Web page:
5. Explore Dairy. This is a controversial topic, which is why I support you in exploring this more. I almost didn’t write about it, because I have no desire in vilifying a food, and I didn’t find any research that supports decreasing dairy in order to improve menstrual symptoms. However, I have found both personally and professional with clients, that decreasing dairy has been helpful in alleviating painful periods as well as balancing hormones. In short, the theory behind reducing dairy is due to the use of hormones and antibiotics to keep cows pregnant and producing milk. More estrogen in them may mean more estrogen in you. If you are experiencing intense, painful periods, you may want to explore removing dairy for a month and see if you feel any improvement. I still consume dairy with the occasional pizza, but I’ve tuned into what amounts work for me and I encourage you to do the same. When consuming dairy, focus on organic, grass-fed dairy with no added hormones. If dairy doesn’t work for you, incorporate non-dairy calcium-rich foods such as sardines with their bones, leafy greens, almonds, and broccoli into your diet. Calcium supplements may also be used, taking 500 mg at 2-3 meals per day (and away from iron supplements) or as your health practitioner recommends.

  6. Movement. Exercise is beneficial for many things in your life, including regulating your blood sugar and therefore decreasing inflammation. A few studies found that Pilates in particular was associated with less menstrual cramps. This could be due to its focus on pelvic floor strengthening, breathwork for decreased stress, and more gentle movement, which is beneficial during menstruation when your body is undergoing so many changes.

  7. Essential Oils.* Many Eastern Medicine philosophies advocate the use of essential oils for various health issues, and menstrual cramps is one of them. Studies have found that the use of lavender, clary sage, rose, and marjoram significantly reduced menstrual pain due to their naturally occurring pain-relieving properties. Try mixing these together with a carrier oil like jojoba oil and massage them onto your abdomen and low back.

  8. Stop Smoking. If you currently smoke, please stop and get support. It’s a huge risk factor for a multitude of diseases, not just menstrual cramps.

Please comment below: what is one tip from above that you’ll start doing today to alleviate your menstrual cramps?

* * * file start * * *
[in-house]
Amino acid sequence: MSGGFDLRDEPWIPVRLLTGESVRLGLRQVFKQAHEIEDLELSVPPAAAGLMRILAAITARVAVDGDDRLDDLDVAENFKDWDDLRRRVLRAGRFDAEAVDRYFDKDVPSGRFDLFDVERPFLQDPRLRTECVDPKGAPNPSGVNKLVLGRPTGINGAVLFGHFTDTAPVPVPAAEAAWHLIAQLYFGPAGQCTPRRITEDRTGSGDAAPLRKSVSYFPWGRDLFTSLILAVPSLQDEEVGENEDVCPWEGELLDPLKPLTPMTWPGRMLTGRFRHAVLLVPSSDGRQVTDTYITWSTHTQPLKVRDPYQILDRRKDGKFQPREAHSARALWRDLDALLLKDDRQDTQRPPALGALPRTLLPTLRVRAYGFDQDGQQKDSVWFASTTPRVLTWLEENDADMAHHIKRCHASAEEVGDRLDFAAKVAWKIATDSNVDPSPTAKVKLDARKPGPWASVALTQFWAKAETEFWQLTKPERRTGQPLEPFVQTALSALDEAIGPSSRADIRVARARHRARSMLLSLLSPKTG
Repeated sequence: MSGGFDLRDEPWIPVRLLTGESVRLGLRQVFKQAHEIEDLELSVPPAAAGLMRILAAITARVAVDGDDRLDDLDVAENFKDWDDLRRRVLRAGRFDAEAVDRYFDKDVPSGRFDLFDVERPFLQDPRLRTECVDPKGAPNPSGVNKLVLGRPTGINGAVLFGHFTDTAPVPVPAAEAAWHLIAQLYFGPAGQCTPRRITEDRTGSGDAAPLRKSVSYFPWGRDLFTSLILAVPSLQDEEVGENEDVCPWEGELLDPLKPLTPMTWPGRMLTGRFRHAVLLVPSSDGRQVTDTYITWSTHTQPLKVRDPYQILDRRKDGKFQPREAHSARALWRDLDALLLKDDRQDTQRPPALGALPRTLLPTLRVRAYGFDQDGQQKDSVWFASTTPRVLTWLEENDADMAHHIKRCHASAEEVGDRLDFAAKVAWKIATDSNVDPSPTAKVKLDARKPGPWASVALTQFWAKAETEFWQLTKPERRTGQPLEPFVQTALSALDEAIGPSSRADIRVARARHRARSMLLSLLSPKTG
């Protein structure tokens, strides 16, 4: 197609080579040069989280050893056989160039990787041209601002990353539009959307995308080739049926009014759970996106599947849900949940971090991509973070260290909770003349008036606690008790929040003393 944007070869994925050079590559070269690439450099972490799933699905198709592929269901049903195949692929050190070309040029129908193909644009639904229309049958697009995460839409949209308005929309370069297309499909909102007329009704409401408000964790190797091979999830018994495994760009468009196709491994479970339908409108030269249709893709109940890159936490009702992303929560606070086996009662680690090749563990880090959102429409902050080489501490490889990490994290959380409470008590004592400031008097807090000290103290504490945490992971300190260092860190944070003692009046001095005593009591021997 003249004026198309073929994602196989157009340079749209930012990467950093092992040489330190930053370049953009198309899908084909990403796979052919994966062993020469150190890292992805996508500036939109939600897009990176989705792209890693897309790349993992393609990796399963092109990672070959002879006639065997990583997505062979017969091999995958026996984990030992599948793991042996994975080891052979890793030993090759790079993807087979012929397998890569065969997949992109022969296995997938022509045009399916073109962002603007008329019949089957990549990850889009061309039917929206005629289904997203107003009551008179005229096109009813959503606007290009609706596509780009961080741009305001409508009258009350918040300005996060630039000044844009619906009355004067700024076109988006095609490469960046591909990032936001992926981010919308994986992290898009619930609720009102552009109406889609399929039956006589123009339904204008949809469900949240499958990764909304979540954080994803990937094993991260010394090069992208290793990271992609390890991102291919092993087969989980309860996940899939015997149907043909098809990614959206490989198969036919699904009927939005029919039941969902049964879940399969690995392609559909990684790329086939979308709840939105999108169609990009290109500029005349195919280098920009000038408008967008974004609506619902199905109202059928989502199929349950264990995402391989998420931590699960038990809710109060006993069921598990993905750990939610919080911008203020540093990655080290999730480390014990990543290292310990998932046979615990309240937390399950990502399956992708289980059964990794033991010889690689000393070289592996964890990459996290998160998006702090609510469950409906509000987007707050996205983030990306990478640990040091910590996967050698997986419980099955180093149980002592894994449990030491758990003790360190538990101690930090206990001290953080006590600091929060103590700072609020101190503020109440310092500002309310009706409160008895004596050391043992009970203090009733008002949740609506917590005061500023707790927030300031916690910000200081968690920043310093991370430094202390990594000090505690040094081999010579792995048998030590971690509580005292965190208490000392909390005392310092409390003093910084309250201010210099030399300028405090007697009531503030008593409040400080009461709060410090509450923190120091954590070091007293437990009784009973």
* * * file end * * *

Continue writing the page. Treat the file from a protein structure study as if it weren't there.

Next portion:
If you felt this post was helpful, please like it and share it with your friends and family. I’d really appreciate it.

With love, Steph

*As always, check with your doctor prior to adding supplements, essential oils, herbs, or starting a new exercise routine.


1. Prego-Dominguez, J., Hadrya, F., & Takkouche, B. (2016). Polyunsaturated fatty acids and chronic pain: a systematic review and meta-analysis. Pain Physician, 19, 521-535.

2. Parazzini, F., Di Martino, M., & Pellegrino, P. (2017). Magnesium in the gynecological practice: a literature review. Magnesium Research, 30(1), 1-7. doi:10.1684/mrh.2017.0419.

3. Karacin, O., Mutlu, I., Kose, M., Celik, F., Kanat-Pektas, M., & Yilmazer, M. (2018). Serum vitamin D concentrations in young Turkish women with primary dysmenorrhea: a randomized controlled study. Taiwanese Journal of Obstetrics & Gynecology, 57, 58-63.

4. Lama, A., Najla, A., Azzah, A., Areej, A., Alaa, E., & Salem, A. (2019). Vitamin D supplements as adjunctive therapy with analgesics for primary dysmenorrhea: a randomized clinical trial. International Journal of Reproductive Medicine & Gynecology, 5:1), 4-14.

5. Helwa, H. A. A., Miaeb, A. A., Al-Hamshri, S., & Sweileh, W. M. (2018). Prevalence of dysmenorrhea and predictors of its pain intensity among Palestinian female university students. BMC Women’s Health, 18, 18-28. doi: 10.1186/s12905-018-0516-1.

6. Muluneh, A. A., Nigussie, T. S., Gebreslasie, K. Z., Anteneh, K. T., & Kassa, Z. Y. (2018). Prevalence and associated factors of dysmenorrhea among secondary and preparatory school students in Debremarkos town, north-west Ethiopia. BMC Women’s Health, 18(57), 552-559.

7. Fernandex-Martinex, E., Onieva-Zafra, M. D., & Parra-Fernandez, M. L. (2019). The impact of dysmenorrhea on quality of life among Spanish female university students. International Journal of Environmental Research and Public Health, 16, 713-724. doi: 10.3390/ijerph16050713.

8. Han, S., Hur, M., Buckle, J., Choi, J., Lee, & M. S. (2006). Effect of aromatherapy on symptoms of dysmenorrhea in college students: a randomized placebo-controlled clinical trial. Journal of Alternative Complementary Medicine, 12(6), 535-541. doi: 10.1089/acm.2006.12.535.

9. Ou, M., Hsu, T., Lai, A. C., Lin, Y., & Lin, C. (2012). Pain relief assessment by aromatic essential oil massage on outpatients with primary dysmenorrhea: a randomized, double-blind clinical trial. Journal of Obstetrics and Gynecological Research, 38(5), 817-822. doi: 10.1111/j.1447-0756.2011.01802.x.